The best way to respond to such questions is to try to be relatively neutral since at this stage of the process you do not know what it would be like to work for the company.
  1. Why should we hire YOU?

    This question is considered as a differentiator and often asked by hiring managers to gauge whether you will be valuable to the organization in the future or only meet their current needs.

    Candidates should not only share how they meet almost all the required criteria, but also share two to three additional abilities they possess. And those qualities might be beneficial for an organization.

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  1. What makes you unique?

    Hiring Managers usually ask this question to do a comparison between the prospective candidates. Basically, to identify and understand “Why you are more qualified than the other interviewed candidates?” 

    While answering this question candidate should focus on why hiring him/her would benefit the employer. Candidates should emphasize on his/her background, traits & knowledge and also why their experience makes them a good fit for the organization.
  1. What is your greatest strength?

    Employers often ask this question to know about the behavioral skills of a candidate which is not mentioned in the resume or profile. These skills might be beneficial for a role or might match the values of an organization.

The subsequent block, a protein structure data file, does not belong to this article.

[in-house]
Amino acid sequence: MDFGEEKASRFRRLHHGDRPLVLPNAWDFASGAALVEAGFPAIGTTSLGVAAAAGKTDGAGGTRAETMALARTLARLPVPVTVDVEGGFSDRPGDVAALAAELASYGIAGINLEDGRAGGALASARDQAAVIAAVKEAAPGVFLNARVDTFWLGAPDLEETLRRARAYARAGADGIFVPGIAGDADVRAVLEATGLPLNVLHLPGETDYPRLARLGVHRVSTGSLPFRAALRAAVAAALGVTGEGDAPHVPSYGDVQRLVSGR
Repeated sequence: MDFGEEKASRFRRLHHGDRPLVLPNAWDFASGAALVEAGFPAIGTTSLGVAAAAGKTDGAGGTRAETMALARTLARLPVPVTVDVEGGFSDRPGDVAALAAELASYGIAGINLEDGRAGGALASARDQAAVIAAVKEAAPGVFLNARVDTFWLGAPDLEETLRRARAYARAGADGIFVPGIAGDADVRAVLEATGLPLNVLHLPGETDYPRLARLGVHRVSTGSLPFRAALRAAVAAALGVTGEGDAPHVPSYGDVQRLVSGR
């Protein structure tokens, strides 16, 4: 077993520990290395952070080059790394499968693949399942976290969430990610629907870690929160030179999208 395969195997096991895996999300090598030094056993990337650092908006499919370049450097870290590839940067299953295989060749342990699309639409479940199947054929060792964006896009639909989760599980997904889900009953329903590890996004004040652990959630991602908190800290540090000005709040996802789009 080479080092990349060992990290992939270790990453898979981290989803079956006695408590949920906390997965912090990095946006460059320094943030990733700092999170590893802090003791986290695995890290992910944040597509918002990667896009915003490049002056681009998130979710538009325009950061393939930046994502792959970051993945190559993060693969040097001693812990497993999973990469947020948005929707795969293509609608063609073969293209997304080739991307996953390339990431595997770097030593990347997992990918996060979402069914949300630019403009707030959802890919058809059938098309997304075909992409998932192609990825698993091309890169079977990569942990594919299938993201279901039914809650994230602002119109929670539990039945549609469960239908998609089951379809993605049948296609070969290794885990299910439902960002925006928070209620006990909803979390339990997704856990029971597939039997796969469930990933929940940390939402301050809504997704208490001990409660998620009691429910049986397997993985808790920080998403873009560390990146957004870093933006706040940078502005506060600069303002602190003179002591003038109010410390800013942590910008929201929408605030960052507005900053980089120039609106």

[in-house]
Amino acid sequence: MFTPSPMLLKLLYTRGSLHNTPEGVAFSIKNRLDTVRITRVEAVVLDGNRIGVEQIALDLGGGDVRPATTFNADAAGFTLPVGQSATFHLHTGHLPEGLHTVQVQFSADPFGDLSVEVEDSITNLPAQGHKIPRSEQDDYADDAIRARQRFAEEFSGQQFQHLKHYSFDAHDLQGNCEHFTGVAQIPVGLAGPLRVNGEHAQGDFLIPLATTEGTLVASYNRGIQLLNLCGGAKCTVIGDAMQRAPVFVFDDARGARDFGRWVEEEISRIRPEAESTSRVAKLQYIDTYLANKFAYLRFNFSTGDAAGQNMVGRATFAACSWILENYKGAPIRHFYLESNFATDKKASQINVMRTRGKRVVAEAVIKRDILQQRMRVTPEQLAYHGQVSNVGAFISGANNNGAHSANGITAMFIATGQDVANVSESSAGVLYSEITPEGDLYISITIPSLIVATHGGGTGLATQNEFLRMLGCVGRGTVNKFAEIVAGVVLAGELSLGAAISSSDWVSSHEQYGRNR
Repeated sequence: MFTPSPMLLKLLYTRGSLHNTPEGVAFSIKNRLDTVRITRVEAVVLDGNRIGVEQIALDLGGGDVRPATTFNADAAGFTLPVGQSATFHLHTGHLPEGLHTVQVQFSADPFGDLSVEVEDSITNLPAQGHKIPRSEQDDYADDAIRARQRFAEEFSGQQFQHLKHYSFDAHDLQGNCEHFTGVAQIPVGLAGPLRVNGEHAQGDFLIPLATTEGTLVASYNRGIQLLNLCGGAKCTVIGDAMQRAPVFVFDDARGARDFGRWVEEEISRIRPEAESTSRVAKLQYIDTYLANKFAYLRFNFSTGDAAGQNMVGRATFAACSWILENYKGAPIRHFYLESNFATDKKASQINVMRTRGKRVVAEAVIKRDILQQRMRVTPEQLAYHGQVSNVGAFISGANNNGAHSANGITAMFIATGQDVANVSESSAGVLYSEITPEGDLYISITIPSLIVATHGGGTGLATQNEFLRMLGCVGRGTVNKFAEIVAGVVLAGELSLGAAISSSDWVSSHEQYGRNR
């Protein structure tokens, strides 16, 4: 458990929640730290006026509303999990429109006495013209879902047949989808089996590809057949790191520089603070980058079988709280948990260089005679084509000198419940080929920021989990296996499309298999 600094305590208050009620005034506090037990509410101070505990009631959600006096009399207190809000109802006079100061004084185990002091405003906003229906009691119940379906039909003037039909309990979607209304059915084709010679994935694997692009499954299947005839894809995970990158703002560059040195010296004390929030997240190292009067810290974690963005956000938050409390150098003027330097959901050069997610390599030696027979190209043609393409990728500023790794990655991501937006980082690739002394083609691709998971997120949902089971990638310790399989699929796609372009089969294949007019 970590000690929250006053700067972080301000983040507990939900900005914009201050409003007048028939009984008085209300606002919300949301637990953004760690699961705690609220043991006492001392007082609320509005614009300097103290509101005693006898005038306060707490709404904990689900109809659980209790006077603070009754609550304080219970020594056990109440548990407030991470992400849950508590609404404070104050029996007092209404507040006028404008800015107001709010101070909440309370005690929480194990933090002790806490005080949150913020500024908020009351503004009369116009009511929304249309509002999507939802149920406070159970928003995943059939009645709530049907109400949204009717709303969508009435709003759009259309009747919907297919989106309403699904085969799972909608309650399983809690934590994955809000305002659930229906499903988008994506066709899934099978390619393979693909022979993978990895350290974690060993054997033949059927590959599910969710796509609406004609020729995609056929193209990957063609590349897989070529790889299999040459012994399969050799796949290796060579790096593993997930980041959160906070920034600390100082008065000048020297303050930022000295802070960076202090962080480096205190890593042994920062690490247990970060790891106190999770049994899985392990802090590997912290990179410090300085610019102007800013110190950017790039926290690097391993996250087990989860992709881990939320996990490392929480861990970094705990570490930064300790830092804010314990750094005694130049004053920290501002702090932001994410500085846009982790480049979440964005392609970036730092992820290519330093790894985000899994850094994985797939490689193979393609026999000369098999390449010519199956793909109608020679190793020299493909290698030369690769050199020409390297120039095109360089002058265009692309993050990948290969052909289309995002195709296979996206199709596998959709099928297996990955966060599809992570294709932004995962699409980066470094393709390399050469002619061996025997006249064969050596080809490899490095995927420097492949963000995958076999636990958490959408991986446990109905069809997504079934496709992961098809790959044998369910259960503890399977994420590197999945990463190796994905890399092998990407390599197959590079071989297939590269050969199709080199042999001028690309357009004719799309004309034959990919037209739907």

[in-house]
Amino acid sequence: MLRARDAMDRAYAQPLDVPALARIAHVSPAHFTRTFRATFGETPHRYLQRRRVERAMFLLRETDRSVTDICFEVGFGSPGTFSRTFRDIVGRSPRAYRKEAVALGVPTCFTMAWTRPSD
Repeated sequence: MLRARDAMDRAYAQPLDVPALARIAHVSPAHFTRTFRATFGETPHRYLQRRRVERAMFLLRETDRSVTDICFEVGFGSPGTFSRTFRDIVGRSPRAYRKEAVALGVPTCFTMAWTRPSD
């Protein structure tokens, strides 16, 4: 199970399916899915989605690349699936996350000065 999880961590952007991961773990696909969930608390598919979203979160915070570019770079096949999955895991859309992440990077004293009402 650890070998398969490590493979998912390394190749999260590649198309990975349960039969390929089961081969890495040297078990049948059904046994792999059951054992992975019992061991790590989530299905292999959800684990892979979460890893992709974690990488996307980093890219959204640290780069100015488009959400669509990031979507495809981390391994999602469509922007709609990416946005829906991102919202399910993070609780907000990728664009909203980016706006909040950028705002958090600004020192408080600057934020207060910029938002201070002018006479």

The candidate may have quite a few strengths but pick the one which assists the organization the most. Is your expertise associated with a particular behavioral skill or technology? Avoid discussing irrelevant skills which are not connected to the Job. For example, your Sudoku solving skill (unless Sudoku expertise is a requirement for this job).

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  1. What is your greatest weakness?

    Hiring Manager creates this trap to know “Whether the candidate is self-aware of his/her areas of improvement and if he/she is open and honest, particularly about their weaknesses.”

    The candidate should avoid speaking about any weakness that will disqualify him/her from the selection process. However, be honest and genuine with your answer. Instead of faking or shying away from sharing your weakness, one should respond that they already have a plan to overcome this weakness through training or practice.
  1. How do people describe you?

    The Hiring Manager asks this question to have a general sense of your personality. They will want to know your perception about what others think of you and the reasons for it.